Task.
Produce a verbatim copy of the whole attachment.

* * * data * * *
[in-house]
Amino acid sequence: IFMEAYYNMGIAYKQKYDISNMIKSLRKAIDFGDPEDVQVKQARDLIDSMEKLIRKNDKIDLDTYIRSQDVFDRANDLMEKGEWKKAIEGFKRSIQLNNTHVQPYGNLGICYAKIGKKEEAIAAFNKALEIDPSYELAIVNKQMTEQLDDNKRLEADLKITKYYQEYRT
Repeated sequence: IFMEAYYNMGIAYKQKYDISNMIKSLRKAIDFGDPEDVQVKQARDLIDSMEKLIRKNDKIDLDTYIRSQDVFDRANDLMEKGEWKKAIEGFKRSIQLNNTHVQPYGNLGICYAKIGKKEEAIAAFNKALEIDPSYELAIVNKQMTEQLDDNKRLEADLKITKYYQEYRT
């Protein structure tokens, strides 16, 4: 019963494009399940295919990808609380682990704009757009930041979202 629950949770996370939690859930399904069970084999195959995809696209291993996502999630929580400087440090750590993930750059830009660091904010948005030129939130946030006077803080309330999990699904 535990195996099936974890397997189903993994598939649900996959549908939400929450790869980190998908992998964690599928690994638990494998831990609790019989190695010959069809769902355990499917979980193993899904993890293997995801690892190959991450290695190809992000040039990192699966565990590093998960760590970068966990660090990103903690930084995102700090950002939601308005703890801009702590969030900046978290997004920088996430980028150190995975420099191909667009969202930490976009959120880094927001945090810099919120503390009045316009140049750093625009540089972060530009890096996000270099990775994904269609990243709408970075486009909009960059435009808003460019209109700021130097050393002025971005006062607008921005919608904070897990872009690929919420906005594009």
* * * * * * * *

[in-house]
Amino acid sequence: IFMEAYYNMGIAYKQKYDISNMIKSLRKAIDFGDPEDVQVKQARDLIDSMEKLIRKNDKIDLDTYIRSQDVFDRANDLMEKGEWKKAIEGFKRSIQLNNTHVQPYGNLGICYAKIGKKEEAIAAFNKALEIDPSYELAIVNKQMTEQLDDNKRLEADLKITKYYQEYRT
Repeated sequence: IFMEAYYNMGIAYKQKYDISNMIKSLRKAIDFGDPEDVQVKQARDLIDSMEKLIRKNDKIDLDTYIRSQDVFDRANDLMEKGEWKKAIEGFKRSIQLNNTHVQPYGNLGICYAKIGKKEEAIAAFNKALEIDPSYELAIVNKQMTEQLDDNKRLEADLKITKYYQEYRT
């Protein structure tokens, strides 16, 4: 019963494009399940295919990808609380682990704009757009930041979202 629950949770996370939690859930399904069970084999195959995809696209291993996502999630929580400087440090750590993930750059830009660091904010948005030129939130946030006077803080309330999990699904 535990195996099936974890397997189903993994598939649900996959549908939400929450790869980190998908992998964690599928690994638990494998831990609790019989190695010959069809769902355990499917979980193993899904993890293997995801690892190959991450290695190809992000040039990192699966565990590093998960760590970068966990660090990103903690930084995102700090950002939601308005703890801009702590969030900046978290997004920088996430980028150190995975420099191909667009969202930490976009959120880094927001945090810099919120503390009045316009140049750093625009540089972060530009890096996000270099990775994904269609990243709408970075486009909009960059435009808003460019209109700021130097050393002025971005006062607008921005919608904070897990872009690929919420906005594009």